Thursday, November 6, 2008

To blog or not to blog- avoiding pitfalls

Wondering how long sleep will evade me, I'm starting to feel a little tired but have dinner to cook and then off to gym at seven. Reading back last nights comments they do seem little bizare- maybe I should have seperate subsection for bizare posts written when not in good frame of mind- but then most of this blog would end up there

I thought I would touch on a comment I made on Mandy's blog earlier about whether blogging and blogland is a positive thing. It all depends how we look at it. For me, before I was ill I never knew such a thing as a blogging community exhisted, I stumbled upon it by googling something like 'living with mental illness' or 'acute care'. Since then I have spent many an hour of most days and weeks browsing, commenting, and writing in this sphere. It has been positive for me because In my 'real life' I do not know anyone who is suffering from a mental illness and it is difficult for 'lay' people to understand the frustration and problems 'illness' causes. I feel it is a place where I can say exactly how I feel with little repercussions and sadly a place where I am more accepted than I am in my real life where not all but a lot of friends either fear or don't understand what is happening with me.

However, I think there can be a danger about blogging. I think these are as follows:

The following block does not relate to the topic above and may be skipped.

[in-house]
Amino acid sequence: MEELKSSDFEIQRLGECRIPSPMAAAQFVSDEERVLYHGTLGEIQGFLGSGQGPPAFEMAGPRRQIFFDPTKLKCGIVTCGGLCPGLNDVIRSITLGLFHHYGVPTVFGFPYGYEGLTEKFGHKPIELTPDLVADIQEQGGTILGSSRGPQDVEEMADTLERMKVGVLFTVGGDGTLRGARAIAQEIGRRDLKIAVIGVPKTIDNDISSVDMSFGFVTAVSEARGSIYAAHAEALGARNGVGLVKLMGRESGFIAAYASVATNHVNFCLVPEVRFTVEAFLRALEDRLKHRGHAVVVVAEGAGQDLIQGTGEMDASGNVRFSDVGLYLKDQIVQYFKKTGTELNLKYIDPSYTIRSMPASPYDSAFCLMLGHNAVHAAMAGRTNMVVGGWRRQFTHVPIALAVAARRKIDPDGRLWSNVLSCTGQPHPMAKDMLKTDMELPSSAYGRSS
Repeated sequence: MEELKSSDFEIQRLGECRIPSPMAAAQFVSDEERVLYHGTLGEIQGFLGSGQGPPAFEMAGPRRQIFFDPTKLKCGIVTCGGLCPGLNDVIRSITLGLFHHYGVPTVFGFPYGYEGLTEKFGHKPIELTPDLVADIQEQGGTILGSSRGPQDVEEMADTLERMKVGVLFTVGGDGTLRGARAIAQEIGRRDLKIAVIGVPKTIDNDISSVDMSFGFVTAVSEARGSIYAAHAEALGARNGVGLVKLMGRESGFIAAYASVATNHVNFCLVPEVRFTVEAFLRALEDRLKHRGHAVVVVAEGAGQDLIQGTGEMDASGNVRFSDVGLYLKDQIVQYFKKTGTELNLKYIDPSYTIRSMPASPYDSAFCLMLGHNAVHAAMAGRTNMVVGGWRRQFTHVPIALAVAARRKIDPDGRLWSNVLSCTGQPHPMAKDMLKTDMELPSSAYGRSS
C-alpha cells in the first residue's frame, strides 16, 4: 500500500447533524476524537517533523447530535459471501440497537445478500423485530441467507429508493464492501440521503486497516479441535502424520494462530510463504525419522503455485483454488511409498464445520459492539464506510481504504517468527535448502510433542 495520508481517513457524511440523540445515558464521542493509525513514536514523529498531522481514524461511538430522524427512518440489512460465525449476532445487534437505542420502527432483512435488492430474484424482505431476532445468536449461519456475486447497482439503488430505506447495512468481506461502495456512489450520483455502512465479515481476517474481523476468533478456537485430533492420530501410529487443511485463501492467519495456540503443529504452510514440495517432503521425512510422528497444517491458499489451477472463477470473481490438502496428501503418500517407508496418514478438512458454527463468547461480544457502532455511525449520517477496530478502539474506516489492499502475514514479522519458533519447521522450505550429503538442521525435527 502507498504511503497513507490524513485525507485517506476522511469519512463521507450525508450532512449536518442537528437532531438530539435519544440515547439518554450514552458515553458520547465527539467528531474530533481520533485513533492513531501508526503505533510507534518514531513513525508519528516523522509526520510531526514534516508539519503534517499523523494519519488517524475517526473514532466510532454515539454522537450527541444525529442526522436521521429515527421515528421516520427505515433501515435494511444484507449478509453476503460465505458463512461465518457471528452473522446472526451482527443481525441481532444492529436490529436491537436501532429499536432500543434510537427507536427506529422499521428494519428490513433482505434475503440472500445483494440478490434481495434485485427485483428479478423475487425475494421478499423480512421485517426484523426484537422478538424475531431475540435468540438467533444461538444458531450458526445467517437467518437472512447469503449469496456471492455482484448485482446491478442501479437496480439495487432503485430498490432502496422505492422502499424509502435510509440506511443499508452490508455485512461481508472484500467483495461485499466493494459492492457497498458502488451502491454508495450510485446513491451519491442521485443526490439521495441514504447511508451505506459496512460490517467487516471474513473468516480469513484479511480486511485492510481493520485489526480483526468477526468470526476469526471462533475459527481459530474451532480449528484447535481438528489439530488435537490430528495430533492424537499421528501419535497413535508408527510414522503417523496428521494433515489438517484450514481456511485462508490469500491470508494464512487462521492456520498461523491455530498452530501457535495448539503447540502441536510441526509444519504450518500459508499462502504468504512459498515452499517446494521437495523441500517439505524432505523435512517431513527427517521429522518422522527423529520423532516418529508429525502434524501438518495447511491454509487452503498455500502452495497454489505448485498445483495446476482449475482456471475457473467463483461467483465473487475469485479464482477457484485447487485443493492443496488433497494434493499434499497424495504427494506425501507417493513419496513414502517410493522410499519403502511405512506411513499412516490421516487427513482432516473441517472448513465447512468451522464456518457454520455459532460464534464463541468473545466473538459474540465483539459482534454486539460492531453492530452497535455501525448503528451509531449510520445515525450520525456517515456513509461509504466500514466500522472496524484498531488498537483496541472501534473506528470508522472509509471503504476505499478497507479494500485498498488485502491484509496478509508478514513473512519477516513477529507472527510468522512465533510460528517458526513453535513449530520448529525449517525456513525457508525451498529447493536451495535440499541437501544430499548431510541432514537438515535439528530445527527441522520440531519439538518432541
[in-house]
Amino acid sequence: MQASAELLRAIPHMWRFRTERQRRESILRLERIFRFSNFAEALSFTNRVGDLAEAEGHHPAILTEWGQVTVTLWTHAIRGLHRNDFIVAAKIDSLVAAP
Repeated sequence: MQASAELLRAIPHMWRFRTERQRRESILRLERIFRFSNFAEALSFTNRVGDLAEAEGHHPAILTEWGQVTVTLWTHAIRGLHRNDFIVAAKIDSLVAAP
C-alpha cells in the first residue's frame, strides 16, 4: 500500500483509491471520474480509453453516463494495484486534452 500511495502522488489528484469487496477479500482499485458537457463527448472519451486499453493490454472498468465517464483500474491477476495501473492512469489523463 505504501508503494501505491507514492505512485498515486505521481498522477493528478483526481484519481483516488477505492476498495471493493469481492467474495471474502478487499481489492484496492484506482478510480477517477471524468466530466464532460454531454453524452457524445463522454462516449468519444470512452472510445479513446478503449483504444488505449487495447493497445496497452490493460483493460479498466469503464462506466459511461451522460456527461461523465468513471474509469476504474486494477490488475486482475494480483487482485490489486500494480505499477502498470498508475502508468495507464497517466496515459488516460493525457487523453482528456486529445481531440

1. The Living in blogland and procrastination trap
As the title suggests, I think it can sometimes become a bit of an addiction where a lot of time is spent updating and reading other's updates checking for comments etc, etc. Remember everything in MODERATION. Thinking and reading predominently about mental health and other's problems can be a downward spiral. Blog only when you want to blog and don't let it overide living in the realworld. Yes it is safe here but you have to face the bigger picture sooner or later.

2. Be True to yourself

It can be easy to write with an audience in mind or because you belong to a particular 'group' who have set views. Sometimes this can be done without even realising it. You may inevitably have blog friends and certain blogs you regularly read but I think it's important to remember this is YOUR blog and YOUR views. views on mental health should be as varied as the illness itself that is the whole point.

3.Do not feel the need to compete

This is something my therapist said to me about her view of mental health blogland. She said from what she has seen, a lot of bloggers not all whether deliberately or subconsiously seem to be competing against eachother. Who is the illest? Who is having the hardest time? who can be more personal and prevocative?, I'm not sure I whole heartedly agree with her, bt she has got a point. I would hope no-one out there would deliberatly join this race, it is a no-brainer in which no-one wins and a race I will stay well clear off. And then of course I know there are blogs who writer's are extremely concerned about stats and rating and awards, and again content is specifically geared for this purpose only. Again in my opinion goes against the proncipals of PERSONAL blog for PERSONAL benefits.

Anyway that is my view. I don;t intend to disappear from blogland, but I try to make sure I blog my own views, as and when they are appropriate. My reasons for blogging are selfish, because I get something from it and because I like having a record of how and when my mood and events shift. Not that I don't like that other people read, I do- if I didn't I would make it private view, but I try to put that to back of my mind and just plain and simply blog.

1 comment:

Mandy said...

Just gotta get it out honey :>)